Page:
By Graeme MacKay, The Hamilton Spectator, Saturday August 3, 2012
Travel Advisory for Hamiltonians Visiting Toronto
By Graeme MacKay, The Hamilton Spectator, Saturday August 3, 2012
Travel Advisory for Hamiltonians Visiting Toronto
Hamiltonians are used to being Toronto’s butt of all jokes. To them we’re a lunchbucket town, “the mistake on a lake”, “Canada’s Pittsburgh”… all kinds of nicknames which refer to many decades when Hamilton was the chief supplier of Canada’s steel. So when the Tiger-Cats beat the Toronto Argonauts on their own home turf last week Hamiltonians were given a much needed nudge to boost civic pride. Even the Toronto based Globe & Mail found the victory significant enough they published an editorial about it:
The CFL is fond of boasting that the Argos and Tiger-Cats share the oldest rivalry in professional sports. It is one rich in tradition, with fans of both teams customarily making their way along the Queen Elizabeth Way to invade each other’s stadiums. As with the Calgary Stampeders and Edmonton Eskimos, even regular-season matches between the two teams typically take on a playoff atmosphere, with regional bragging rights at stake. But a rivalry ceases to be a rivalry in the absence of competition. And in recent years, the Tiger-Cats have been incapable of competing.
Coming into the game, the Tiger-Cats had lost nine straight to the Argonauts and had not won in Toronto since 2001. They have fared little better against the rest of the league, winning just 12 of 54 games over the past three seasons – most of them late in the year when they had already effectively been eliminated from contention. It is no wonder that while Toronto had its largest crowd for a home opener in 16 years, few Hamiltonians made the trip up the Queen Elizabeth Way. Having admirably supported their team through its recent struggles, they had finally lost patience – as was evident from the sparse attendance at their own home opener the week previous.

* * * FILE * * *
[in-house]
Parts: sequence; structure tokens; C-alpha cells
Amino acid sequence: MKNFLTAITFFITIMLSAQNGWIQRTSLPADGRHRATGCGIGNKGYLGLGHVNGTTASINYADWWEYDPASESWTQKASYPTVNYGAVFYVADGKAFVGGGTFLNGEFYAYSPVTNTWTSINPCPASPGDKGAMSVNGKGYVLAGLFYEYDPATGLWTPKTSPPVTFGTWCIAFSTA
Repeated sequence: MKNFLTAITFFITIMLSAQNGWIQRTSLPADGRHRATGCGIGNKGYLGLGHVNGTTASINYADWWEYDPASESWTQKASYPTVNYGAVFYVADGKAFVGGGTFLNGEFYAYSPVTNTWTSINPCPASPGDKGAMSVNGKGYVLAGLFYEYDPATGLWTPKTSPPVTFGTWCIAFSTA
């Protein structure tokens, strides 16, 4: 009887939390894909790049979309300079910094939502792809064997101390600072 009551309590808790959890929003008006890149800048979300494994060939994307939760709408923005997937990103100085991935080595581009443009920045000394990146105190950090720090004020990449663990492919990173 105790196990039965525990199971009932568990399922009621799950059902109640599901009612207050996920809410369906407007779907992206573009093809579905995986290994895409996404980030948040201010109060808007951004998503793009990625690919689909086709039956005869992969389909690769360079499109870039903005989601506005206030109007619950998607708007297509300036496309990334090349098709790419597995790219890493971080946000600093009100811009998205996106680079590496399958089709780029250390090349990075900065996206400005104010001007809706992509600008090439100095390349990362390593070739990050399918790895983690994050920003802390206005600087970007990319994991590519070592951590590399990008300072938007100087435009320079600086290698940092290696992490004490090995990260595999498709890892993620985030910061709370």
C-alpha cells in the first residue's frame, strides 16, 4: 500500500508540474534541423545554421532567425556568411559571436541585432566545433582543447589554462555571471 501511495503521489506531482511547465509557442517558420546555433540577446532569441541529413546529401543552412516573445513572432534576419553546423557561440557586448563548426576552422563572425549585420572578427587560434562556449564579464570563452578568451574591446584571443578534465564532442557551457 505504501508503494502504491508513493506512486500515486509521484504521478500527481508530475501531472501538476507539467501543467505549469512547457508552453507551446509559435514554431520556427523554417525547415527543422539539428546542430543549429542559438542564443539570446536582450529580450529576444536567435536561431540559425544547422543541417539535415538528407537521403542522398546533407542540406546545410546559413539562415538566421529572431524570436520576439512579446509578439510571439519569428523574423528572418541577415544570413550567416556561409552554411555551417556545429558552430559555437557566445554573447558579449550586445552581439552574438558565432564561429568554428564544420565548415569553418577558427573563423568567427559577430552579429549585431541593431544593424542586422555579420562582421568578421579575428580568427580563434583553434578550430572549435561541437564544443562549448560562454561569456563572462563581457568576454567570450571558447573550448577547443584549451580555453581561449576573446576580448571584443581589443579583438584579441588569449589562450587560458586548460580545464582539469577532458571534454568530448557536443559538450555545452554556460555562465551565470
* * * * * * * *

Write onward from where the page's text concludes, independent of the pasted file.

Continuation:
Now, they finally have cause for optimism – not just because the Tiger-Cats won, but because of how they won. Quarterback Casey Printers appeared to have regained the form that made him the league’s most valuable player for British Columbia in 2004. Running back Jesse Lumsden, a local hero, was virtually unstoppable. Hamilton’s much-maligned defence appeared vastly improved. The Tiger-Cats played with pride.
CFL commissioner Mark Cohon, normally neutral, reportedly described Thursday’s result as “good for our league.” He was right. As the CFL attempts to fight off encroachment from the National Football League, the return of competitive football in Southern Ontario marks an encouraging start to the new season.
A not so charitable review of Hamilton was recently published in the Kingston Whig-Standard by Ben Rutledge. He was lamenting the debate Kingston was having regarding modern day commerce and transit issues in an historic downtown. Here’s what he had to say about Hamilton:
Downtown Hamilton is gotham grim, to the point where one might expect to see the Bat Signal reflecting off the clouds at night. A mishmash of eras and architecture, Hamilton’s core is not for the faint-hearted . Back when the dollar was lower, Hollywood would even come knocking when looking to film inexpensive ghetto scenes.